Sketch by Leonardo da Vinci, c. 1500

A crossbow is a type of ranged weapon based on the bow and consisting of a horizontal bow-like assembly mounted on a frame which is handheld in a similar fashion to the stock of a gun. It shoots arrow-like projectiles called bolts or quarrels. The medieval crossbow was called by many names, most of which were derived from the word ballista, a torsion siege engine resembling a crossbow.[1]

Historically, crossbows played a significant role in the warfare of East Asia and Medieval Europe.[2] The earliest crossbows in the world were invented in ancient China and caused a major shift in the role of projectile weaponry. The traditional bow and arrow had long been a specialized weapon that required a considerable user training, physical strength and expertise to operate with any degree of practical efficiency. In many cultures, bowmen were considered a separate and superior caste, despite usually being drawn from the common class, as their archery skill-set was essentially developed from birth (similar to many horseman cultures) and was impossible to reproduce outside a pre-established cultural tradition, which many nations lacked. In contrast, the crossbow was the first projectile weapon to be simple, cheap and physically undemanding enough to be operated by large numbers of conscript soldiers, thus enabling virtually any nation to field a potent force of ranged crossbowmen with little expense beyond the cost of the weapons themselves.[3]

In modern times, crossbows have been largely supplanted by firearms in most roles, but are still widely used for shooting sports, hunting and when shooting with relative silence is important.


A crossbowman or crossbow-maker is sometimes called an arbalist or arbalest.[4]

Arrow, bolt and quarrel are all suitable terms for crossbow projectiles.[4]

The lath, also called the prod, is the bow of the crossbow. According to W.F. Peterson, the prod came into usage in the 19th century as a result of mistranslating rodd in a 16th century list of crossbow effects.[4]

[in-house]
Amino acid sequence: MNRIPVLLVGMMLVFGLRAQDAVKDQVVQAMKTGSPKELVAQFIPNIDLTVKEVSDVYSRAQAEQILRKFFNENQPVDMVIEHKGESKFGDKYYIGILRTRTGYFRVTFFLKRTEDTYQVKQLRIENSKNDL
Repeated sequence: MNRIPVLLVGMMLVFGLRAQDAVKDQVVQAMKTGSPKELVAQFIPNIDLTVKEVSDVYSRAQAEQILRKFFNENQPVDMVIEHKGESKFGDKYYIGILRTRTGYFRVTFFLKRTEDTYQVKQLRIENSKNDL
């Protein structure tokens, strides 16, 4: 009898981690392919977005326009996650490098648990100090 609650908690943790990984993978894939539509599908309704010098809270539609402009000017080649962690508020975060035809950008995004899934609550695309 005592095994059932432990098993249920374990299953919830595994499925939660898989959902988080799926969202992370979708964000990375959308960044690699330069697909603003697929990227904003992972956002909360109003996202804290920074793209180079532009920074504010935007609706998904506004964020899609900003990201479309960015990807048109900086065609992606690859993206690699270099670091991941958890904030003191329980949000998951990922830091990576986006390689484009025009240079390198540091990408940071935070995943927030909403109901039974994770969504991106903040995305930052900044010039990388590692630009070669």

The stock is the wooden body on which the bow is mounted, although the medieval tiller is also used.[4]

The lock refers to the release mechanism, including the string, sears, trigger lever, and housing.[4]

Other Languages
Ænglisc: Gelocen boge
العربية: قوس مستعرض
asturianu: Ballesta
azərbaycanca: Qundaqlı yay-ox
беларуская: Арбалет
български: Арбалет
brezhoneg: Kroazwareg
català: Ballesta
čeština: Kuše
dansk: Armbrøst
Deutsch: Armbrust
eesti: Amb
español: Ballesta
Esperanto: Arbalesto
euskara: Balezta
français: Arbalète (arme)
Gaeilge: Crosbhogha
galego: Bésta
한국어: 쇠뇌
հայերեն: Աղեղնազեն
hrvatski: Samostrel
Bahasa Indonesia: Busur silang
íslenska: Lásbogi
italiano: Balestra (arma)
latviešu: Stops (ierocis)
lietuvių: Arbaletas
magyar: Számszeríj
македонски: Самострел
Bahasa Melayu: Busur silang
Nederlands: Kruisboog
日本語: クロスボウ
norsk: Armbrøst
norsk nynorsk: Armbrøst
occitan: Aubaresta
oʻzbekcha/ўзбекча: Arbalet
polski: Kusza
português: Besta (arma)
română: Arbaletă
русский: Арбалет
Simple English: Crossbow
slovenčina: Kuša
slovenščina: Samostrel
српски / srpski: Самострел
srpskohrvatski / српскохрватски: Samostrel
suomi: Varsijousi
svenska: Armborst
Türkçe: Tatar yayı
українська: Арбалет
Tiếng Việt: Nỏ
walon: Årbalesse